My fourth Chabon work in a row after having read Final Solution, Model World, and Werewolves in their Youth in the past few weeks. Thankfully, this is the last of his early works for me to read, since I don’t know how much more unpolished Chabon I can take. Mysteries is Chabon’s first published work, his master’s thesis at Cal-Irvine. The book takes place in Pittsburgh at an unnamed college, and revolves around a college student named Art Bechstein whose father is a Jewish gangster. Art meets se ...more
Jul 05, 2012 Gadi rated it 2 of 5 stars
Shelves: own
I'll be generous.

This book did not capture me. The writing felt amateur in ways that stunned me. I remember feeling lost in Kavalier and Clay, floating on wave after wave of blindingly gorgeous sentences, paragraphs, so complex and bold that you couldn't help but feel an awesome seasickness. Here, though, the writing is just plain old insecure. Chabon plays it like a coward, and Art sounds like a boring crybaby who we end up not liking that much because, well, he can't write fo shit.

Not that the
What a stupid book. The writing is uncreative and dull, the plot is close to non-existent, and sweet jesus do I ever hate these characters. All that, and an unsettling number (well, three) of sudden and sloppy accounts of buttsex. I will give credit to the early scene of the party at the Iranian woman's home and the final few paragraphs, but the ~270 pages in between are simply not worth the time.
Take a dull boy in a dull city during a dull, liminal summer. Not an adult but soon-to-be, not really anything yet but certain he will be. The Mysteries of Pittsburgh begins at this doorway and records Art Bechstein’s quest for a summer of whimsy and profundity that will change him for the better.

June finds Art making fantastic new friends who all seem to know how to live better than he does. Inspired, Art sits atop a hill in Pittsburgh and thinks this:
I smoked and looked down at the bottom of
‘Los misterios de Pittsburgh’ fue la primera novela de Michael Chabon, y en ella se encuentra el germen de lo que es su magnífica carrera literaria. Sin ser una novela redonda, sí contiene la suficiente calidad como para convertirla en una lectura imprescindible para comprender lo que serían las siguientes obras de Chabon, sobre todo ‘Chicos prodigiosos’ y la obra maestra que es ‘Las asombrosas aventuras de Kavalier y Clay’, ganadora del Pulitzer, sin olvidar sus excelentes relatos, muchos de el ...more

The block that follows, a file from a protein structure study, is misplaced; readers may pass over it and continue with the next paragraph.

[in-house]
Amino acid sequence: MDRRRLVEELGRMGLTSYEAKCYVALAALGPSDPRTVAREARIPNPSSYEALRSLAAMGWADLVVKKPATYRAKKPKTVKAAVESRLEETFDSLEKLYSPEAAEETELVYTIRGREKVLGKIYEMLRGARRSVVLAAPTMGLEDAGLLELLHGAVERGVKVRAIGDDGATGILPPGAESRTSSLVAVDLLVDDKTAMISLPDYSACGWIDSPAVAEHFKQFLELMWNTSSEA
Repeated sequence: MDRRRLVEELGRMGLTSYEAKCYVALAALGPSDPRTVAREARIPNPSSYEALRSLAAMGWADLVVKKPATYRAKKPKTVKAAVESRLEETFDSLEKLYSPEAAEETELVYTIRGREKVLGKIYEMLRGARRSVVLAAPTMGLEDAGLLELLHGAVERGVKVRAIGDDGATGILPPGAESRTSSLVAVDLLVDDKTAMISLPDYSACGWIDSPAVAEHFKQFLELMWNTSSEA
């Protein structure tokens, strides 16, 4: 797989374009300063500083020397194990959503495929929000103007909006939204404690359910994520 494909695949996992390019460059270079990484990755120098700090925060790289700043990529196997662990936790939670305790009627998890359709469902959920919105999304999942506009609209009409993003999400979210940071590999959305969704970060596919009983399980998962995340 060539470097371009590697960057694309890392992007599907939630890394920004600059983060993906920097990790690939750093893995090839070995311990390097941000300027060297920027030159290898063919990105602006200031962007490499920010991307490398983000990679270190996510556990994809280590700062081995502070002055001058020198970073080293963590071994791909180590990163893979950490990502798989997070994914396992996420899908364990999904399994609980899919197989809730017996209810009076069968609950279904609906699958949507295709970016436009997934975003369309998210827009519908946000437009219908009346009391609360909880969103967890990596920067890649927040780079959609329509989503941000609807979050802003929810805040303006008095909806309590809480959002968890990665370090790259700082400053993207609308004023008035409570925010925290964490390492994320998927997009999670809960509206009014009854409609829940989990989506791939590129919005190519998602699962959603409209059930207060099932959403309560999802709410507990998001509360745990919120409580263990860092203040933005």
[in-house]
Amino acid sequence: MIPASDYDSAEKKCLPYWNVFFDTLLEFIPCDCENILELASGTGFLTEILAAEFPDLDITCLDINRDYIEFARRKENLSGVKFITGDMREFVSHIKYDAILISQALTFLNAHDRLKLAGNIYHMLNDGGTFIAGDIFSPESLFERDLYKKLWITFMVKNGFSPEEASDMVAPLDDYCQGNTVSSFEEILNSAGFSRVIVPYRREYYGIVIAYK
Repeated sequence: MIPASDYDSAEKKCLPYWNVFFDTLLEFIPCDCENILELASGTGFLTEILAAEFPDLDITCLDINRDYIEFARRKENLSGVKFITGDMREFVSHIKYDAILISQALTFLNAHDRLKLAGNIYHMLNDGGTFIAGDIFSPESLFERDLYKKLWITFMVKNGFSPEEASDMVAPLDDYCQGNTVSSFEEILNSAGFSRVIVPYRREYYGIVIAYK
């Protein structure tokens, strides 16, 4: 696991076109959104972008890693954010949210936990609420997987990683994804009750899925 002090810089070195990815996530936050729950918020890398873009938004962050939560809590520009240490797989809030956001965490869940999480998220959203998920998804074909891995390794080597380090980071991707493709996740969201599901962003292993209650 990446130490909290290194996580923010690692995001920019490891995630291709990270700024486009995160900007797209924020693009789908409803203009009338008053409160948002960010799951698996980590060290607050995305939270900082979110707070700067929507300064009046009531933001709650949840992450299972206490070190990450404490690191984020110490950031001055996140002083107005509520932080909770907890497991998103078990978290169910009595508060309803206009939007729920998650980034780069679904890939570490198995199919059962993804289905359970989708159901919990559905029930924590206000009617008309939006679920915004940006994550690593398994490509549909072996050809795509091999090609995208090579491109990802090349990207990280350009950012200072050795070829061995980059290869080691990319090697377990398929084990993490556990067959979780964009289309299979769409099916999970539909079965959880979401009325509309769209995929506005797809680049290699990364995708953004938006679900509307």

Lidia Mascaró
Holy hell.. Where to start? I picked this book out of a library shelf by pure coincidence; the only reason why it caught my eye was because I happened to be watching a television show at the time that was set in Pittsburgh. Flipping it around, I skimmed over the critiques and read "... it will find its place beside 'On the Road' and 'The Catcher in the Rye'". That's all it took for me to take it over to the cash register.

Michael Chabon, what a genius. The way the book is written reminds you of j
Ben Carroll
There's something bittersweet about delving into a favourite author's early work. It's pretty exciting to see how an author has grown over the years; what talents they always had, what weaknesses they have or haven't lost, which aspects were seeded long before they were developed.

But on the other, more emotive and less rational, hand; what tainted greatness, how boringly humanising, how utterly demythologising. I mean, it's really comfortable to believe that greatness is something separate, inhe
Jan 10, 2009 Jess rated it 3 of 5 stars  ·  review of another edition
Recommends it for: Holden Caulfield lovers
Recommended to Jess by: Lexi, i think
This review has been hidden because it contains spoilers. To view it, click here.
I went to add this book and couldn't remember the title, in spite of having just finished it this month. That's a good approximation of my experience with The Mysteries of Pittsburgh--pretty forgettable. It's one of those moody books set in a roughly indiscriminate time period (it's clear from the text that it's supposed to be some point between 1980 and 1990, but the way it's written it could easily be 1920...or 50...or 72) that's primarily concerned with characterization and not really interes ...more
An amazingly fast and fun coming-of-age novel about sex and friendship. Perhaps I speak in hindsight but it almost feels like Chabon is forcing himself to write Realist/Respectable Fiction instead of Good Fiction, and has to suppress his skills here and there. It's still an enriching and entertaining book.
Michael Chabon before he became Michael Chabon. There's a lot to like in his debut novel, but it's also (like many first novels) very aware of itself. Florid turns of phrase abound, and there are moments where I can practically hear the author smacking his lips in self-satisfaction.

And yet.

I'd be lying if I said I didn't relate pretty strongly to recent college graduate Art Bechstein. The summer immediately after college is one that still hangs heavy with me, and I very vividly remember experien
Daniel Parsons
"Some people really know how to have a good time"

There are books that so (seemingly) effortlessly capture the world in which they are written that you feel you are living, breathing, and sharing the air with the characters. The Mysteries of Pittsburgh, Michael Chabon's first novel and completed to fulfil his master's requirement at the age of twenty-four, is such a book. I lived all 240 glorious pages - and when I wasn't reading I was daydreaming and dreaming about Art Bechenstein's (the narrat

Jeffrey Hart